Davis, M., Stephenson, N. & Flowers, P. (2011) How can we effectively communicate with the general public on pandemic influenza? Invited oral presentation, Session 2: Risk communication during and after pandemics, International Pandemic Preparedness and Response Conference: Finding the Balance between Vigilance, Warning and Action & Lessons from Disaster Management, Centre for Non-Traditional Security (NTS) Studies, S. Rajaratnam School of International Studies, Nanyang Technological University, Singapore, 18-19 April.

Davis, M. & Flowers, P. (2010) Constraint, volition and public confidence in pandemic influenza control. Paper presented at Session 8: Epidemics and pandemics, ISA RC15 Sociology of health, International Sociological Association XVII World Congress, Gothenburg, Sweden, 11-17 July.

Panel presentation

Pandemic influenza: people, policy, science’ . Four papers at the Australian Sociological Association Annual Conference, University of Newcastle, 30 November, 2011. Organised by Niamh Stephenson & Mark Davis.

  1. Mark Davis, Living ‘post-pandemic’ and responding to influenza pandemics
  2. Casimir MacGregor, Hope in a Time of Uncertainty: Public Engagement of Science, Ontological Security and the H1N1 Influenza Pandemic in Australia
  3. Davina Lohm, ‘Soldier on’ or surrender? Military discourse and its dilemmas for Australians responding to influenza
  4. Niamh Stephenson, The splintering of public health’s public in pandemic preparedness efforts: How human rights approaches work with the securitisation of health

Conference presentation accepted

Davis, M. & Lohm, D. ‘‘Post-pandemic’ affect and outbreak narrative’ for Crossroads in Cultural Studies 2012, Sorbonne Nouvelle, Paris, 2-6 July

Related publications

Ezegbe, C. & Stephenson, N. (Accepted 17th January 2012, forthcoming March 2012) The Reach and Limits of PEPFAR funding of PMTCT of HIV in Nigeria. African Journal of Reproductive Medicine.

Kippax, S. & Stephenson, N. (Accepted November 2011) Beyond the distinction between biomedical and social dimensions of HIV: Prevention through the lens of a social public health. American Journal of Public Health.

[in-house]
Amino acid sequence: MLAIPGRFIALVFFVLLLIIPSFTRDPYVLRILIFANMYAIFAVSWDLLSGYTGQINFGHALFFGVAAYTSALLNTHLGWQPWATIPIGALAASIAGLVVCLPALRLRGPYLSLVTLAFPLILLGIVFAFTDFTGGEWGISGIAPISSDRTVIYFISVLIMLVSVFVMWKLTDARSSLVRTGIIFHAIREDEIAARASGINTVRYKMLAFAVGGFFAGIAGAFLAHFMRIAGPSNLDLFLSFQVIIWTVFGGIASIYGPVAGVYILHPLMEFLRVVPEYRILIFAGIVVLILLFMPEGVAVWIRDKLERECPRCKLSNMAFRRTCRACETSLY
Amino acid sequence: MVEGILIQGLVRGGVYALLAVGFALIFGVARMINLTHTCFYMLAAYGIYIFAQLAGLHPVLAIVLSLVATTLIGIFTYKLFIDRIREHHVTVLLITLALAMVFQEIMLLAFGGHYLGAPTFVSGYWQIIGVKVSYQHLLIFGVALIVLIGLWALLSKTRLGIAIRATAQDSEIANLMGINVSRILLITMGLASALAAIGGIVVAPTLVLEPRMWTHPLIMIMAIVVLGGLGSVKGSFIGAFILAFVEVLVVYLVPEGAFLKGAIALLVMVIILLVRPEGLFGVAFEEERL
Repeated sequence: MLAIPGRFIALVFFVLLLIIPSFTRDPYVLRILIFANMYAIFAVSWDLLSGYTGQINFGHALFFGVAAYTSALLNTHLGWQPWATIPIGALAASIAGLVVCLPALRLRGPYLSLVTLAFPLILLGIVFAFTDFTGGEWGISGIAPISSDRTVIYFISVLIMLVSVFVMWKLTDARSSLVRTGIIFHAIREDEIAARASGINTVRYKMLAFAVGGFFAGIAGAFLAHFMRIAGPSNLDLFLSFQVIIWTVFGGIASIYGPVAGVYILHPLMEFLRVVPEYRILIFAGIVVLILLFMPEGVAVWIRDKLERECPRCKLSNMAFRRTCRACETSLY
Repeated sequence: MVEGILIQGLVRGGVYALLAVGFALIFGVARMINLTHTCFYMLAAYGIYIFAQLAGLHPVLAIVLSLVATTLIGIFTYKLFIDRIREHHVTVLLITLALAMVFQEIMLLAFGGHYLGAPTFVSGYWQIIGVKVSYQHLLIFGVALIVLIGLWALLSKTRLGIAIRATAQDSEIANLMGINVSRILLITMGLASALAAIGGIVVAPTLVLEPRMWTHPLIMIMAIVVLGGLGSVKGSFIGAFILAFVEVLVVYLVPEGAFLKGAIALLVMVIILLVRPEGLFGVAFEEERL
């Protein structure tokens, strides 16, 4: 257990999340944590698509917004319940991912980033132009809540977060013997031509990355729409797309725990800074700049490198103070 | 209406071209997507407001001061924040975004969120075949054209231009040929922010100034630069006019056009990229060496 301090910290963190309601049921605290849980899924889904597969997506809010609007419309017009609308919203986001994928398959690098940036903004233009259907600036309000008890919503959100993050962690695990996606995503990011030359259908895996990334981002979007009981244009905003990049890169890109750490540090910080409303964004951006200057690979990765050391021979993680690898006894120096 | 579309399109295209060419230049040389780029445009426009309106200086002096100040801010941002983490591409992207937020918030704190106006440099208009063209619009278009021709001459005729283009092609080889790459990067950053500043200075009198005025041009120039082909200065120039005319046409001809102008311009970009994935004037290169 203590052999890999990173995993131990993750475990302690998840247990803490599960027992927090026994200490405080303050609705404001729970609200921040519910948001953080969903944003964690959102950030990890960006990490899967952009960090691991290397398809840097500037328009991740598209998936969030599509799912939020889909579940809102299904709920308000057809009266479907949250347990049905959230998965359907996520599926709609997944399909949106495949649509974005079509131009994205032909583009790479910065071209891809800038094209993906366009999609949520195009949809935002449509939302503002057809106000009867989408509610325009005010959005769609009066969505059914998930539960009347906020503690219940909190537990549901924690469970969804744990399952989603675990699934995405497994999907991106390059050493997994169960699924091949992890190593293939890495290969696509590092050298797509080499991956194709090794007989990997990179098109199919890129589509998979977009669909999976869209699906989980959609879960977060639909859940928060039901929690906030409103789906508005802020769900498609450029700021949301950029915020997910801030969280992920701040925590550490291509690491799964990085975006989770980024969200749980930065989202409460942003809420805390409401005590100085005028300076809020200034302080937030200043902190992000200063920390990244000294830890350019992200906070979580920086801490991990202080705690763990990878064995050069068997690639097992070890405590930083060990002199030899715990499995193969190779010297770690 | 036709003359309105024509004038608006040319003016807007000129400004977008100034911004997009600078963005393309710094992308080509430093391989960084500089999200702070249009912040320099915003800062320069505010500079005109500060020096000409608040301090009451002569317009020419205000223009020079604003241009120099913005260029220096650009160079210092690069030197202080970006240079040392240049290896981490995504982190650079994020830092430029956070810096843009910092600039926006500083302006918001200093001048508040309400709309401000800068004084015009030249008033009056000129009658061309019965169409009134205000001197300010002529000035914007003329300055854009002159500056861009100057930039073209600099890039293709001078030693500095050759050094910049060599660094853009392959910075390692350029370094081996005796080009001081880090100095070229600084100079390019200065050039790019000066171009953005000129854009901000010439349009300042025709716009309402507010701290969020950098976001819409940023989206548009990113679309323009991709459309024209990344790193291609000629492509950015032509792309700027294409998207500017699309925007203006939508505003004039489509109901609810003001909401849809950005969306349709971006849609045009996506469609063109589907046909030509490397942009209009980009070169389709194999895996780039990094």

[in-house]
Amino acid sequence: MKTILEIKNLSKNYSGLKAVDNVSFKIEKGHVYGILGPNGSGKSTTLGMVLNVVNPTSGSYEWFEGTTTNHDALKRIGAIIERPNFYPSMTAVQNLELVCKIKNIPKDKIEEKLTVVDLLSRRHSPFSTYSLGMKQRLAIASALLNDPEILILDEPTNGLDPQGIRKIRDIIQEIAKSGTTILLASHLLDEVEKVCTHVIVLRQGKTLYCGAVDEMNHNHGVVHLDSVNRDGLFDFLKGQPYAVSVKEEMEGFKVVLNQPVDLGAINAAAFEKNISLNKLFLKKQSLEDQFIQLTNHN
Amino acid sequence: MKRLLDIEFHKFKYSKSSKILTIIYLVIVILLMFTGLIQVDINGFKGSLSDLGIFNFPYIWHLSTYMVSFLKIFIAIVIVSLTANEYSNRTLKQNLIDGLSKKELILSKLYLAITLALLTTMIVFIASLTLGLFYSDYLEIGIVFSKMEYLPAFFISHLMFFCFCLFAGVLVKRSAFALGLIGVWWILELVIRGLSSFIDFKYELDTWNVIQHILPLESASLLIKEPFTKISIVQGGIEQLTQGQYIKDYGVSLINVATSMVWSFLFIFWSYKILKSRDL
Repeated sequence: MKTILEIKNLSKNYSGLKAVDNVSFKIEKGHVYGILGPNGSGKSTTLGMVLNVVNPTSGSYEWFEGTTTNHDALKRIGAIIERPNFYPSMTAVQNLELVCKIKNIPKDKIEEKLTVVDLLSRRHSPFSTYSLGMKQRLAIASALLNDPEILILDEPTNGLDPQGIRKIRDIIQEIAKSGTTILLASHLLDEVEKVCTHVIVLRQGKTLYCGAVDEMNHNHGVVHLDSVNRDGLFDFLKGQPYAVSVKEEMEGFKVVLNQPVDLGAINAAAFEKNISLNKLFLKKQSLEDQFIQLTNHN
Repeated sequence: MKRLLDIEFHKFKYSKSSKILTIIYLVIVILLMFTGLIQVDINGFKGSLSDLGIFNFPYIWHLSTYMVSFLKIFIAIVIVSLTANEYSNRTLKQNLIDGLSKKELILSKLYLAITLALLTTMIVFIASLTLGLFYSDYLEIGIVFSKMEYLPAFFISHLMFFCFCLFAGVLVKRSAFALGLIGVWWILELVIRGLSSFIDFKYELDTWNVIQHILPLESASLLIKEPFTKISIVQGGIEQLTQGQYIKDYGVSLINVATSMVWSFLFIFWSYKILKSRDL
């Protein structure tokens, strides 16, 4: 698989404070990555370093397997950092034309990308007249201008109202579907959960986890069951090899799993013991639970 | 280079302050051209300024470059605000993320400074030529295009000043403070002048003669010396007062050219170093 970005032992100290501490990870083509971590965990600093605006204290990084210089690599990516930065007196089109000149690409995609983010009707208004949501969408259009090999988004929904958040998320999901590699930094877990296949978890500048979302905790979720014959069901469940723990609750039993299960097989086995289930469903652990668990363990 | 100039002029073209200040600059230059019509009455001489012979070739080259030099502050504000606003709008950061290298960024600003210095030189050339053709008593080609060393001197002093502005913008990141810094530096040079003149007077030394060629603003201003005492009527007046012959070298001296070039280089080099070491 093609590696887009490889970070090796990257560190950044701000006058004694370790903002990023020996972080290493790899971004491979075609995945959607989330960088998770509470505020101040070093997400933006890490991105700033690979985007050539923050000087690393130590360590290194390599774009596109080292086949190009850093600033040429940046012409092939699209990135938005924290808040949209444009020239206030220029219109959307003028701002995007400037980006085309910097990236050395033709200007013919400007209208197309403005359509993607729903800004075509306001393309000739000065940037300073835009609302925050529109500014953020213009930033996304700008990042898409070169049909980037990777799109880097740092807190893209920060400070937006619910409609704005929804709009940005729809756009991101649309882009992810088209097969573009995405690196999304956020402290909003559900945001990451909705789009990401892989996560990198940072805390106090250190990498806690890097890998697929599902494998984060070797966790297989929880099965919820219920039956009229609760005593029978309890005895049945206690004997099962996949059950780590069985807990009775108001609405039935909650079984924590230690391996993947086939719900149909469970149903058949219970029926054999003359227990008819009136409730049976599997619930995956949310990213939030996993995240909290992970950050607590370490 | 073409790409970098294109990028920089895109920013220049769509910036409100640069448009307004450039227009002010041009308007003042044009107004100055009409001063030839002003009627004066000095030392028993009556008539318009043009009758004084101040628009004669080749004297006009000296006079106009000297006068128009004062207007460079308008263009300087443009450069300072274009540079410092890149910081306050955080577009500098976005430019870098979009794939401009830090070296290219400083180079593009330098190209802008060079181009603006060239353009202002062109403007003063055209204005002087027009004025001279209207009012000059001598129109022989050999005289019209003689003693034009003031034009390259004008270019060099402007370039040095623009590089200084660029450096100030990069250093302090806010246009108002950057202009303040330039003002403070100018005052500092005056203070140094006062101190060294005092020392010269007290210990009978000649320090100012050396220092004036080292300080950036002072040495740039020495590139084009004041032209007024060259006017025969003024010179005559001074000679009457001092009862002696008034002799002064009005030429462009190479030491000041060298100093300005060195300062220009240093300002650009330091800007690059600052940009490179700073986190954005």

Flowers, P., Davis, M., Larkin, M., Church, S. & Marriott, C. (2011) Understanding the impact of HIV diagnosis amongst gay men in Scotland: an interpretative phenomenological analysis. Psychology and Health, 10, 1378-91 DOI:10.1080/08870446.2010.551213, Available online: 20 June 2011.

Knussen, C., McDaid, L., Flowers. P. (2011) Reluctance to be tested for HIV. BMJ Rapid Response; 20 October 2011.

Knussen C, Flowers P, McDaid LM, Hart GJ. (2011) HIV-related sexual risk behaviour between 1996 and 2008, according to age, among men who have sex with men (Scotland). Sexually Transmitted Infections; 87:257-9.

Davis, M. & Flowers, P. (2011) Love and HIV serodiscordance in gay men’s accounts of life with their regular partners. Culture, Health and Sexuality, 13(7): 737-749

Clutterbuck, D., Flowers, P., Fakoya, A., Barber, T., Wilson, H., Nelson, M., Kapp, S. & Hedge, B. (2010) The UK national guidelines on safer sex advice. Produced jointly by the British Association of Sexual Health and HIV and the British HIV Association.

Davis, M. & Squire, C. eds (2010) HIV treatment and prevention technologies in international perspective, Palgrave Macmillan. 224 pages.

Flowers, P. (2010) HIV transitions: consequences for self in an era of medicalisation. In Davis, M. and Squire, C. (eds) HIV technologies in international perspective, Palgrave Macmillan. London

Davis, M. (2010) Advancing biosocial pedagogy for HIV education, Health Education Research. doi:10.1093/her/cyq047

Stephenson, N & Jamieson, M. (2009) Securitising health: Australian newspaper coverage of pandemic influenza. Sociology of Health & Illness, 31 (4): 525-539. doi: 10.1111/j.1467-9566.2009.01162.x

Wraith, C. & Stephenson, N (2009) Risk, Insurance, Preparedness & the Disappearance of the Population: The Case of Pandemic influenza. Health Sociology Review, 18 (3): 220-233

Pandemic Influenza links

Australian Government Department of Health and Ageing:

Victorian Government, Department of Health:

UK Government, Health Protection Agency:

FluWeb Influenza Historical Resources Database